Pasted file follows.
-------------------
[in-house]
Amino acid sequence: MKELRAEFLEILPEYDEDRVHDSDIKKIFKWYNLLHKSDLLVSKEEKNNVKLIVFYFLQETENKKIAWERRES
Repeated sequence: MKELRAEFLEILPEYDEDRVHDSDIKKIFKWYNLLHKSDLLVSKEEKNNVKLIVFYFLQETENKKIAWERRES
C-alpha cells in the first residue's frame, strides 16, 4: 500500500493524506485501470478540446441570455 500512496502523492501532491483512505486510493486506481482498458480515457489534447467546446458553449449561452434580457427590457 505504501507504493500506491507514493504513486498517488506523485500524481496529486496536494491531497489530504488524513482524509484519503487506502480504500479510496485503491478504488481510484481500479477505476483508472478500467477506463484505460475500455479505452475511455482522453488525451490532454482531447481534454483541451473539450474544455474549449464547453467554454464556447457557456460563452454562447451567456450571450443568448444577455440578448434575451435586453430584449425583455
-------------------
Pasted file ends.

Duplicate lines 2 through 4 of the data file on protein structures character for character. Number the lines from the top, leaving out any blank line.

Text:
Amino acid sequence: MKELRAEFLEILPEYDEDRVHDSDIKKIFKWYNLLHKSDLLVSKEEKNNVKLIVFYFLQETENKKIAWERRES
Repeated sequence: MKELRAEFLEILPEYDEDRVHDSDIKKIFKWYNLLHKSDLLVSKEEKNNVKLIVFYFLQETENKKIAWERRES
C-alpha cells in the first residue's frame, strides 16, 4: 500500500493524506485501470478540446441570455 500512496502523492501532491483512505486510493486506481482498458480515457489534447467546446458553449449561452434580457427590457 505504501507504493500506491507514493504513486498517488506523485500524481496529486496536494491531497489530504488524513482524509484519503487506502480504500479510496485503491478504488481510484481500479477505476483508472478500467477506463484505460475500455479505452475511455482522453488525451490532454482531447481534454483541451473539450474544455474549449464547453467554454464556447457557456460563452454562447451567456450571450443568448444577455440578448434575451435586453430584449425583455